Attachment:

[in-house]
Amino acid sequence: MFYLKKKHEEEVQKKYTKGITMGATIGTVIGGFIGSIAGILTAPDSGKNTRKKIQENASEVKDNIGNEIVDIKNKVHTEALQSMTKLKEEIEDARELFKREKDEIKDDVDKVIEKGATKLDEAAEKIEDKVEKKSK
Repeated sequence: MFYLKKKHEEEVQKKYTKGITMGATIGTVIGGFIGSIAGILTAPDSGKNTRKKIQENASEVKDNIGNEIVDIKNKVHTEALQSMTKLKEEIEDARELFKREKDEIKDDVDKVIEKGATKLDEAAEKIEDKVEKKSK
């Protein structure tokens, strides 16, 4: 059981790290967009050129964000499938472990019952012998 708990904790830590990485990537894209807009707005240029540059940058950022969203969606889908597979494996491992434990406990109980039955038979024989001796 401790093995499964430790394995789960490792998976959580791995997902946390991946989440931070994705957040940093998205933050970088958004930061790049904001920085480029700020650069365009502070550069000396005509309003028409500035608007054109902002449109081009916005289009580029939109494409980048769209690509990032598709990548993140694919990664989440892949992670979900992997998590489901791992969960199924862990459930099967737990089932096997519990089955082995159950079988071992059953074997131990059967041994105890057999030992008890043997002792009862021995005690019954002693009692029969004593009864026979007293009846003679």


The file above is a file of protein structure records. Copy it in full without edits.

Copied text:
[in-house]
Amino acid sequence: MFYLKKKHEEEVQKKYTKGITMGATIGTVIGGFIGSIAGILTAPDSGKNTRKKIQENASEVKDNIGNEIVDIKNKVHTEALQSMTKLKEEIEDARELFKREKDEIKDDVDKVIEKGATKLDEAAEKIEDKVEKKSK
Repeated sequence: MFYLKKKHEEEVQKKYTKGITMGATIGTVIGGFIGSIAGILTAPDSGKNTRKKIQENASEVKDNIGNEIVDIKNKVHTEALQSMTKLKEEIEDARELFKREKDEIKDDVDKVIEKGATKLDEAAEKIEDKVEKKSK
């Protein structure tokens, strides 16, 4: 059981790290967009050129964000499938472990019952012998 708990904790830590990485990537894209807009707005240029540059940058950022969203969606889908597979494996491992434990406990109980039955038979024989001796 401790093995499964430790394995789960490792998976959580791995997902946390991946989440931070994705957040940093998205933050970088958004930061790049904001920085480029700020650069365009502070550069000396005509309003028409500035608007054109902002449109081009916005289009580029939109494409980048769209690509990032598709990548993140694919990664989440892949992670979900992997998590489901791992969960199924862990459930099967737990089932096997519990089955082995159950079988071992059953074997131990059967041994105890057999030992008890043997002792009862021995005690019954002693009692029969004593009864026979007293009846003679």